The man who wrote MacPaint thinks it could be a milestone in computer development
Bill Atkinson was part of Steve Jobs' hand-picked team at Apple (AAPL) that developed the original Macintosh -- the one that popularized the mouse, windows and drop-down menus -- so he knows something about what computer engineers call human interface design.
And he ended a 20-minute presentation on the subject at Macworld 2011, which runs through Saturday in San Francisco, with a TV-viewing recommendation: If you want to know how we will communicate with our machines in the future, he says, tune into Jeopardy! on February 14.
That's the day a pair of Jeopardy! grand masters are going to challenge IBM Watson's DeepQA, a computer program designed to handle the kind of open-ended challenges posed by the show.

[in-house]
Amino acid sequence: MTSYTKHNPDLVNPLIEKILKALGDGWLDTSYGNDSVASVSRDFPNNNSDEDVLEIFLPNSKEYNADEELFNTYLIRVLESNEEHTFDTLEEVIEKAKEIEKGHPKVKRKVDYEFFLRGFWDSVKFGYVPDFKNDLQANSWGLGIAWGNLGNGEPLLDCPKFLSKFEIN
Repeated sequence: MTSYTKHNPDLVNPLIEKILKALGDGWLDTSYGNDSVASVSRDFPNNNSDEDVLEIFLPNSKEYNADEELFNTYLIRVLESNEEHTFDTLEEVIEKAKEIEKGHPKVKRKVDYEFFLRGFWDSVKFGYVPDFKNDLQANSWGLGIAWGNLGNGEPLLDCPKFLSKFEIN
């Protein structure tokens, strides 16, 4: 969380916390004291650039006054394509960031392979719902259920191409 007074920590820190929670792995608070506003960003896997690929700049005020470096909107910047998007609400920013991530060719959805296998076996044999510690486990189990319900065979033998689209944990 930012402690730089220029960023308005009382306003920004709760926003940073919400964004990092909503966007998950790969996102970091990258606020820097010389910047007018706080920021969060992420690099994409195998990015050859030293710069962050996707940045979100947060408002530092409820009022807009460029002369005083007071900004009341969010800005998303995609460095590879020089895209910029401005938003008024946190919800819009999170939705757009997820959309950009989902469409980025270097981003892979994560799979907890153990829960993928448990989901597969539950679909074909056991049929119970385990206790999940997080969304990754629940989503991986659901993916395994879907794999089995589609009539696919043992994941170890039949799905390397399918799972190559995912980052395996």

The Jeopardy! Challenge, as the researchers at IBM (IBM) call the project, is the successor to Deep Blue, the supercomputer program that beat chess champion Gary Kasparov in 1997. If it wins -- and can field questions like "It was Ricky Ricardo's signature tune and the name of his club" (A: What is Babalu?) faster than its human competitors -- it could be one of those turning points students of computer history talk about for years to come.
|Bernanke's advice for college grads|
|The Winklevoss twins are Bitcoin bulls|
|Bloomberg's lazy Apple bias|
|Signs of new housing bubble in several areas|
|Stocks finish higher for fourth straight week|